Title : Monday’s Not Coming Author : Tiffany D. Jackson Format : eBook (overdrive) Page Count : 432 Genre : YA mystery/contemporary Publisher : Katherine Tegen Books Release Date : May 22, 2018
Reviewer : Hollis Rating : ★ ★ ★
Hollis’ 3 star review
Oof, man, oof. Jackson does not pull punches with her stories.
Whereas ALLEGEDLY gripped me, sometimes terrified me, twisted me up in knots, MONDAY’S NOT COMING, by contrast, was an equally important story — this time about the children, particularly those of colour, (and in this case, a young Black girl) who go missing — but failed to maintain that same intensity, of suspense. There was definitely some dread to be felt, as a reader, knowing that this would not have a happy ending, but getting to that moment, and wading through all the scenes leading upto it, felt a bit.. arduous. This wasn’t helped by the fact that our protagonist, Claudia, read very young. I mean, she is, I believe she’s fourteen or fifteen at the onset, but her voice felt even younger. Particularly when set against some of the subject matter. But maybe that was a deliberate choice.
This story was heartbreaking to read because for so long only Claudia notices something is wrong. Only Claudia cares. And watching how others were so slow to action, how reluctant people were to pay attention, was just excruciating. The circumstances that Monday (and her siblings) endured? Horrific. That’s where the aforementioned dread came in. You could see it happening, unfurling in slow-mo, as we live through the “before” moments; all the clues that Claudia was just too young to understand, too quick to believe otherwise, it was awful.
Where this particular read failed to land, however, was in the timeline shifting back and forth; yet another unexpected element that definitely makes me think I should be wary of getting the rug pulled out from under me for all of Jackson’s books; and there was a little too much meandering around in-between all the Monday-centric stuff. That said, of the meandering, I did like that we had some focus on Claudia’s struggle with dyslexia and some very positive and helpful moments with teachers towards coping with that.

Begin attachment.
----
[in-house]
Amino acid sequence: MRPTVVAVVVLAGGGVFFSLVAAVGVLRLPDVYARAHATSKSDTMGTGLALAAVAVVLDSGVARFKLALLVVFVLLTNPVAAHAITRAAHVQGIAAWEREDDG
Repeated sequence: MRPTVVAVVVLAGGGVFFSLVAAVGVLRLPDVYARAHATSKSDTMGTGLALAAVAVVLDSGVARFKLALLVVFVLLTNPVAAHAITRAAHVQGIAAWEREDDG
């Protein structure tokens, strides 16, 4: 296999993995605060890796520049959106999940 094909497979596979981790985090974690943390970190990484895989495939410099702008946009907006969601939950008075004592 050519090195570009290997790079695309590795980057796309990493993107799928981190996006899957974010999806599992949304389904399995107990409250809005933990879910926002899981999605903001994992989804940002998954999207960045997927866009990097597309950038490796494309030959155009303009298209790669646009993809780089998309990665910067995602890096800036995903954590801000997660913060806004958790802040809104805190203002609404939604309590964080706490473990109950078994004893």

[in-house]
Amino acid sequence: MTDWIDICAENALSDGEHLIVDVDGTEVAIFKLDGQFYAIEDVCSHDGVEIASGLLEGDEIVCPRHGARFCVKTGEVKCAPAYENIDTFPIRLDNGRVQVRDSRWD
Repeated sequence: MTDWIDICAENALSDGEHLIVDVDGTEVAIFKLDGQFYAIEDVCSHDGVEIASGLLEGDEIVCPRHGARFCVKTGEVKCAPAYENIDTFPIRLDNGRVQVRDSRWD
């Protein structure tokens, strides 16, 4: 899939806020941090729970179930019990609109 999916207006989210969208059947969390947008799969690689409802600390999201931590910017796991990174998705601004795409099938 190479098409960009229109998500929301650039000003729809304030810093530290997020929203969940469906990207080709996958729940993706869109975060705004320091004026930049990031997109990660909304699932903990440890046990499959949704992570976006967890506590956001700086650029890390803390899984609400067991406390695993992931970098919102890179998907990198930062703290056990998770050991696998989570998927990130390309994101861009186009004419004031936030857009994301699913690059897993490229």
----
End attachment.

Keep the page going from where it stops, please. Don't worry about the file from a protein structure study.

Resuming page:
So, yes, I had some pretty high expectations coming off of reading this author’s debut and this didn’t quite measure up. But it’s still a read touching on some very real and important issues and would recommend you give it a go.
Wanted: One (fake) boyfriend Practically perfect in every way
Luc O’Donnell is tangentially–and reluctantly–famous. His rock star parents split when he was young, and the father he’s never met spent the next twenty years cruising in and out of rehab. Now that his dad’s making a comeback, Luc’s back in the public eye, and one compromising photo is enough to ruin everything.
To clean up his image, Luc has to find a nice, normal relationship…and Oliver Blackwood is as nice and normal as they come. He’s a barrister, an ethical vegetarian, and he’s never inspired a moment of scandal in his life. In other words: perfect boyfriend material. Unfortunately apart from being gay, single, and really, really in need of a date for a big event, Luc and Oliver have nothing in common. So they strike a deal to be publicity-friendly (fake) boyfriends until the dust has settled. Then they can go their separate ways and pretend it never happened.
But the thing about fake-dating is that it can feel a lot like real-dating. And that’s when you get used to someone. Start falling for them. Don’t ever want to let them go.
Title : Boyfriend Material Author : Alexis Hall Format : eARC Page Count : 432 Genre : LGBTQIA+ contemporary romance Publisher : Sourcebooks Casablanca Release Date : July 7, 2020
Reviewer : Hollis Rating : ★ ★ .5
Hollis’ 2.5 star review
This was one of my most anticipated books of the year and while I know this year has gone mostly to shit, and expectations should be rightly tossed into the incinerator at this point, I didn’t think I’d have to add BOYFRIEND MATERIAL to the heap of 2020 disappointments. Because this should be everything I could ever want : queer, fake dating, Hall. And it was those things. But I was scraping near the bottom of the barrel to round up past average feelings of like for the first half and by the end I just sat on my couch, looking around, feeling let down.